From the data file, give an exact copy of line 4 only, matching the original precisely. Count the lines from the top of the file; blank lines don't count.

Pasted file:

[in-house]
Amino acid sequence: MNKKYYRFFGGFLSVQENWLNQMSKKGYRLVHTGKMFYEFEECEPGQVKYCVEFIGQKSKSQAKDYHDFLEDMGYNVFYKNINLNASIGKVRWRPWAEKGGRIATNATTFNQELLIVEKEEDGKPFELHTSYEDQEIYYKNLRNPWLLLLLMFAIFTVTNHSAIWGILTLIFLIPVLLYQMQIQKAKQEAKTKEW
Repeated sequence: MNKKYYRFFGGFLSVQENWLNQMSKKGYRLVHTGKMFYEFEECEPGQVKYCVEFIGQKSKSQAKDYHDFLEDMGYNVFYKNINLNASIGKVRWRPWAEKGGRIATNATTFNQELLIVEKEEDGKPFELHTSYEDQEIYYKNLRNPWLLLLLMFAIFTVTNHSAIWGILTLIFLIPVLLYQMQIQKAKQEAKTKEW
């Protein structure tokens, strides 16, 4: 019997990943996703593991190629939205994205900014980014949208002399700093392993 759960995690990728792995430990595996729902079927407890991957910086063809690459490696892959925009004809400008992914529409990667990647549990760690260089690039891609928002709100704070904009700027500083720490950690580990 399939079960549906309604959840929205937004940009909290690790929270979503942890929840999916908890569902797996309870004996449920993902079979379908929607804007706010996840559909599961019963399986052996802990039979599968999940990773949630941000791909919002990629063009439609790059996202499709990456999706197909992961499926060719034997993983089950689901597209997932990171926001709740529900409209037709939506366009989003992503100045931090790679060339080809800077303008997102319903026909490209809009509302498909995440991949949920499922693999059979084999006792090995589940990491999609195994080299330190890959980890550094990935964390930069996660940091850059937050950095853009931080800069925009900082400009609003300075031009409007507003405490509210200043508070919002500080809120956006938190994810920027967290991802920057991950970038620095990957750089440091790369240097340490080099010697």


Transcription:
């Protein structure tokens, strides 16, 4: 019997990943996703593991190629939205994205900014980014949208002399700093392993 759960995690990728792995430990595996729902079927407890991957910086063809690459490696892959925009004809400008992914529409990667990647549990760690260089690039891609928002709100704070904009700027500083720490950690580990 399939079960549906309604959840929205937004940009909290690790929270979503942890929840999916908890569902797996309870004996449920993902079979379908929607804007706010996840559909599961019963399986052996802990039979599968999940990773949630941000791909919002990629063009439609790059996202499709990456999706197909992961499926060719034997993983089950689901597209997932990171926001709740529900409209037709939506366009989003992503100045931090790679060339080809800077303008997102319903026909490209809009509302498909995440991949949920499922693999059979084999006792090995589940990491999609195994080299330190890959980890550094990935964390930069996660940091850059937050950095853009931080800069925009900082400009609003300075031009409007507003405490509210200043508070919002500080809120956006938190994810920027967290991802920057991950970038620095990957750089440091790369240097340490080099010697």